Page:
With the target company we acquired, they had a lot of communication trust issues even before we merged, so this disengagement sometimes stems from their previous history. We ran into some obstacles with our communication strategies, but implemented some creative solutions as well.

    – Only 1/3 of the target company’s employees had a work assigned email address, while it was a requirement at our organization
    – They have 240 locations in 26 states and spanning 6 time zones
    – Historically, communication practices for the target organization caused trust issues (i.e. they said there’d be no lay-offs then 2 weeks later laid-off over 100 employees from their headquarters; when site visits occurred with executives, people normally were escorted off the premises with the loss of their job, etc.)
    – Leadership changes in both organizations were not always announced, so there was confusion of who was responsible for what and who was actually responsible for the employee

    Opportunities/Creative Solutions:
    – Working on providing all employees an email address (branding is a concern as they are to keep their name until their 100th anniversary coming up in a couple years)
    – Scheduled Zoom calls on a weekly basis that allowed for an open forum for employees to listen in on different topics, ask questions, and get to know some of the updates first hand
    – All Employee Meetings were established on the target company’s side with the installation of their new President post-merger in which he talks about their service lines specifically and how we continue to be as one – also allows for questions and meeting new leaders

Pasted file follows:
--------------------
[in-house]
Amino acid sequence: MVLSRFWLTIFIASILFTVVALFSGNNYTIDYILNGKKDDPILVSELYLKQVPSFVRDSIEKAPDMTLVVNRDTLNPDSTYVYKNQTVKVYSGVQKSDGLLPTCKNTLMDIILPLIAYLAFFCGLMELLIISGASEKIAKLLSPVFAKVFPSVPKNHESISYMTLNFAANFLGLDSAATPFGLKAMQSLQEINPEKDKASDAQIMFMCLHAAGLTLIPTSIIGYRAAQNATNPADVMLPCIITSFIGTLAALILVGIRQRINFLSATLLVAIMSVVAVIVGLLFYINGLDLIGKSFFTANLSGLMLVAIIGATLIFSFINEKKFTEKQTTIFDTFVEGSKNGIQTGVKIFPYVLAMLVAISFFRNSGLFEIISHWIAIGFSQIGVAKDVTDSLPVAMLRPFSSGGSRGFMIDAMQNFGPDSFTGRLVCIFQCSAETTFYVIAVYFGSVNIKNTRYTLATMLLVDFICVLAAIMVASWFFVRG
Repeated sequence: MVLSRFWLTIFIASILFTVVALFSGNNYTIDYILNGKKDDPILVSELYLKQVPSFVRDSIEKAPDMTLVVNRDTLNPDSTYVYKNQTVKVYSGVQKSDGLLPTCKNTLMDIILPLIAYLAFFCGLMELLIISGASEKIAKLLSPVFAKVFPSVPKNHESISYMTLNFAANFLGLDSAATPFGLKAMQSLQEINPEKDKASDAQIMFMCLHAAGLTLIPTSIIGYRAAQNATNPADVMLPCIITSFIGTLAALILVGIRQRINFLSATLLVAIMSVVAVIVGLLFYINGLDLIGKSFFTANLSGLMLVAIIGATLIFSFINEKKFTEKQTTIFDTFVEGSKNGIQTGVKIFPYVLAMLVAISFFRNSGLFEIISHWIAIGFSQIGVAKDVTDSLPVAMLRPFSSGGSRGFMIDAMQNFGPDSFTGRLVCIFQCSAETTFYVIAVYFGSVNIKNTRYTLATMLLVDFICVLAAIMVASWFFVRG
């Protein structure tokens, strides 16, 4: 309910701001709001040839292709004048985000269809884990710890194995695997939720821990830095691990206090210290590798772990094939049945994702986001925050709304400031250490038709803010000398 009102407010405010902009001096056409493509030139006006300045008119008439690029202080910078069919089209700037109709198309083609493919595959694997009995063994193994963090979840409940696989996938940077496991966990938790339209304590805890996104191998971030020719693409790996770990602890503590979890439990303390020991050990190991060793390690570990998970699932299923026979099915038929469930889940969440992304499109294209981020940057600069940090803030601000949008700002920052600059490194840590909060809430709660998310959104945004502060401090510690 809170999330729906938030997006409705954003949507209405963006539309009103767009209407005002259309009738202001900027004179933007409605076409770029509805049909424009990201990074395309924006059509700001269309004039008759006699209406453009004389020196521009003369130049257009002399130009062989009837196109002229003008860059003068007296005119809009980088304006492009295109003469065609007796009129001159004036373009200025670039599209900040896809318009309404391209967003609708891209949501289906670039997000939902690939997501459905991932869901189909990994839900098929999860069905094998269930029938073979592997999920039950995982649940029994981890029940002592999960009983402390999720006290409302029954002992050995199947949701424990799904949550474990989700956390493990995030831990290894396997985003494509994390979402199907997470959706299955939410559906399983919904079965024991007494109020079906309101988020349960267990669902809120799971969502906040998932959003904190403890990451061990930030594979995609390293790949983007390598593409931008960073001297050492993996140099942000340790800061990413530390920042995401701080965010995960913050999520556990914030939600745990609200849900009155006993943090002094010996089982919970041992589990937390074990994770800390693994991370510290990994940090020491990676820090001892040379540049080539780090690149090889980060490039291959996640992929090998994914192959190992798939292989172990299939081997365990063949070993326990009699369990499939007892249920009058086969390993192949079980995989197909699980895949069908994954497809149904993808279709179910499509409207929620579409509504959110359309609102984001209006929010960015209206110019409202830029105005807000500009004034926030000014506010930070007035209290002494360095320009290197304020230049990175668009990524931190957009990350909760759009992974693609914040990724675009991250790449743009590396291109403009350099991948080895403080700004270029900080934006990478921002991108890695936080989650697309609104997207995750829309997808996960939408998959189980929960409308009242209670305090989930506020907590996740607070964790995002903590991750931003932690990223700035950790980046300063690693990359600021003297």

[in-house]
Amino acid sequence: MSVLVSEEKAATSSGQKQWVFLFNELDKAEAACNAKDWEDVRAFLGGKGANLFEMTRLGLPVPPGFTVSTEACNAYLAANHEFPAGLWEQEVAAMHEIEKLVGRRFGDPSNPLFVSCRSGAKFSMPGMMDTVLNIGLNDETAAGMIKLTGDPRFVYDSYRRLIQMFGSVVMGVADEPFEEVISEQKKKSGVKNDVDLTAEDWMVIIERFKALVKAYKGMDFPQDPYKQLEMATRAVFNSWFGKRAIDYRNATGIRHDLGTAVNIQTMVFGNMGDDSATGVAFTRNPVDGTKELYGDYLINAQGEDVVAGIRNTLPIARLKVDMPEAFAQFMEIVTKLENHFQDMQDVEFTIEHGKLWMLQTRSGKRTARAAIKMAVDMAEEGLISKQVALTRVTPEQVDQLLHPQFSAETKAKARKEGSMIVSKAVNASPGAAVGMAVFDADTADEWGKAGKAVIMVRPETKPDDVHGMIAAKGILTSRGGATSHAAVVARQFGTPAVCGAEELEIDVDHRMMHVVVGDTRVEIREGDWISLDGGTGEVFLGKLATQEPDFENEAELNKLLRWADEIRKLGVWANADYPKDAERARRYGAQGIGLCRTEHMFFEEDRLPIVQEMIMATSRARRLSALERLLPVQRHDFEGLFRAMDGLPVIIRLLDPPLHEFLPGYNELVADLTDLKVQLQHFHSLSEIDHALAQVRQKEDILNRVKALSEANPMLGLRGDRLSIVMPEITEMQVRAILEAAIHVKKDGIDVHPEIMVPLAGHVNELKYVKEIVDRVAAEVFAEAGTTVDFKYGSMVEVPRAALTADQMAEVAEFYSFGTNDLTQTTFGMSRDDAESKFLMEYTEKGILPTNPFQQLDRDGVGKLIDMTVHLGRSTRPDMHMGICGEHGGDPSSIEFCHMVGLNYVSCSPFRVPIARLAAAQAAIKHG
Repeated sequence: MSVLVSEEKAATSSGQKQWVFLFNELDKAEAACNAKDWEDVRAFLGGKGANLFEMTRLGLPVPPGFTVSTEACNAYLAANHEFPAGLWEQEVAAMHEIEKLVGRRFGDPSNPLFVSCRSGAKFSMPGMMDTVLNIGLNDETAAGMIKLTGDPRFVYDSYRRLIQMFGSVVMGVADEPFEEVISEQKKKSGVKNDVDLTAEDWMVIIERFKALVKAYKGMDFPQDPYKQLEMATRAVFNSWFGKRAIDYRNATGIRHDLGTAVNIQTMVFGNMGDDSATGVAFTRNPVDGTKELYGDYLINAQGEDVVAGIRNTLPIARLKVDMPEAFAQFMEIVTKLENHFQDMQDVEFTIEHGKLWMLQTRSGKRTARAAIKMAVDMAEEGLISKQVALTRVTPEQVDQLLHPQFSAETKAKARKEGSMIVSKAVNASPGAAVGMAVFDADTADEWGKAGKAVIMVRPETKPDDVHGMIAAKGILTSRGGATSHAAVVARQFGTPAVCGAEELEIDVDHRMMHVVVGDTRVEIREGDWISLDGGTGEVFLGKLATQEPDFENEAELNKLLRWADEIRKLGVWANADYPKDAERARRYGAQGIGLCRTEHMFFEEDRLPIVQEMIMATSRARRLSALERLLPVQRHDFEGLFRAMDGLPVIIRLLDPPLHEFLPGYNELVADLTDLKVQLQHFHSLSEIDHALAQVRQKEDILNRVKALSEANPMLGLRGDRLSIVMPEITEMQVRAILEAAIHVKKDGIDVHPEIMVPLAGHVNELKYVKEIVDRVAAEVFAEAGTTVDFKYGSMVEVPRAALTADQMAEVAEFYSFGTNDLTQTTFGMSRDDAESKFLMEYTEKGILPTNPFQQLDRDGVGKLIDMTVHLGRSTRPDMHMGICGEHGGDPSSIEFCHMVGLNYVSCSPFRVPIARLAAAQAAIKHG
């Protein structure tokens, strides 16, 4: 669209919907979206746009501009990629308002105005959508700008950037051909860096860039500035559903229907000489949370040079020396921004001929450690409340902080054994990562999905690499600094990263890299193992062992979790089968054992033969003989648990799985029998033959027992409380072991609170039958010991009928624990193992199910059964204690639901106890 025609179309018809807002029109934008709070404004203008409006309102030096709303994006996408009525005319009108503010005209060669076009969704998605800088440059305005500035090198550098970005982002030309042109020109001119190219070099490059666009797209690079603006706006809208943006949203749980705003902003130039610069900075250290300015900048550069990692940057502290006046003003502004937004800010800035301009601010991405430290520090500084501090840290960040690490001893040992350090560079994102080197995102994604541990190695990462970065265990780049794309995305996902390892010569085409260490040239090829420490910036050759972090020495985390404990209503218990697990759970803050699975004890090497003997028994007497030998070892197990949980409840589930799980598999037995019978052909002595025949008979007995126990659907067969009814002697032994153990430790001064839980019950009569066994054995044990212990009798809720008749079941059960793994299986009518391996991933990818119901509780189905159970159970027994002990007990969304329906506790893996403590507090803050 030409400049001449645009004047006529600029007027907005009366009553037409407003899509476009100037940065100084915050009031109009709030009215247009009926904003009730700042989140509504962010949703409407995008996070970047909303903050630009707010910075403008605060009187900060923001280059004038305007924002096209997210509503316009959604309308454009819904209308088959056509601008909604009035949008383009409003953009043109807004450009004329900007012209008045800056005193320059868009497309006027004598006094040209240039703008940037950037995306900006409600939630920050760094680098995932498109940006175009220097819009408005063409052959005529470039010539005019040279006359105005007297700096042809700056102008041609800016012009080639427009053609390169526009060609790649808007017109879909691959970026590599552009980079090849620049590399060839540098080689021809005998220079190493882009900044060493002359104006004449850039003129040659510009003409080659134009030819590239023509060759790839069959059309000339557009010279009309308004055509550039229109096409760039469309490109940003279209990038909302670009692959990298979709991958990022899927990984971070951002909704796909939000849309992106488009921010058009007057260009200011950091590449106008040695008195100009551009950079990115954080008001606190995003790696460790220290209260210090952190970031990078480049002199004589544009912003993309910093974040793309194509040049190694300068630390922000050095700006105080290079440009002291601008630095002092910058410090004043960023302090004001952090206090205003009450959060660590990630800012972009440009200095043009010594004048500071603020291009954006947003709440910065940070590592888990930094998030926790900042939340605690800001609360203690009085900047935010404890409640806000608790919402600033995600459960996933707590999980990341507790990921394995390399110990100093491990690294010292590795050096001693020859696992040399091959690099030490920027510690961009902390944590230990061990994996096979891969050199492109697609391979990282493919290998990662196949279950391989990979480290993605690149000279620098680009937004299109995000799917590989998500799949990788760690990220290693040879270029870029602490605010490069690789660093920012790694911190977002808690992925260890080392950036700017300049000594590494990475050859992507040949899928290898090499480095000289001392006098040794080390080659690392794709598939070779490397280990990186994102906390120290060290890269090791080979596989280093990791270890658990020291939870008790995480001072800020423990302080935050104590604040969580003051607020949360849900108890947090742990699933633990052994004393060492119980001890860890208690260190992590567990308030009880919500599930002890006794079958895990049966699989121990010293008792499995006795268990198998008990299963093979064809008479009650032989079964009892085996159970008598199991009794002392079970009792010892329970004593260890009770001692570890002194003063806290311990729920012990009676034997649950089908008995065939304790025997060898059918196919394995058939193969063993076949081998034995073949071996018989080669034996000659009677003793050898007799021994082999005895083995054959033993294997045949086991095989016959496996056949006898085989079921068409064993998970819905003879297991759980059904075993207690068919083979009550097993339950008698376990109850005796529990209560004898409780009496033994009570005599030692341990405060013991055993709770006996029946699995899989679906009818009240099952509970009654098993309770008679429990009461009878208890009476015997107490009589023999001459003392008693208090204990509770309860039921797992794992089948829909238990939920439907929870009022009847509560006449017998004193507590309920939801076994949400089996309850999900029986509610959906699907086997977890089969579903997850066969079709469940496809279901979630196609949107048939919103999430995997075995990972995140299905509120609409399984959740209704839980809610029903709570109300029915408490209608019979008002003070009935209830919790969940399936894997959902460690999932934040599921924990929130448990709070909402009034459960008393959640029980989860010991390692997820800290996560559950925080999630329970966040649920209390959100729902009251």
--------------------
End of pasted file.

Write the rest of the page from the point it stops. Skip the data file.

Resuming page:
– Send out a weekly (now bi-weekly) integration email to all leaders that can be shared with their employees on happenings with the integration
    – Performed a site visit to their only for-profit entity to see how they did things as they are extremely different. Focused on positive conversations and handling staff with “kid-gloves” to begin earning their trust. After day 1 when no one was escorted off the property, they talked about how the mood changed and they were more open to sharing information because they actually believed they were just there to learn more.

    Sometimes it takes some extra hand-holding and a lot of additional effort to try to regain employee trust, but you can’t rush them giving you the trust and acceptance. Actions speak louder than words (especially if everyone is bogged down with email), so look for different ways to share information to get employees engaged and hopefully more trusting.


    Melissa Mason

    Change management activities can assist with employee disengagement. Activities such as training on How to Manage Change, distributing taking points or FAQs for the management on how to talk to the employees about change and help reiterate the “Why” for the change. Creating teams of change champions made up of non-management employees that can assist in being champions of the change. Also employee round tables with leaders from the new organization where they can ask questions and receive feedback directly from the new company and start to build relationships with these leaders.

Viewing 8 posts - 1 through 8 (of 8 total)

You must be logged in to reply to this topic.

Loading.. Please wait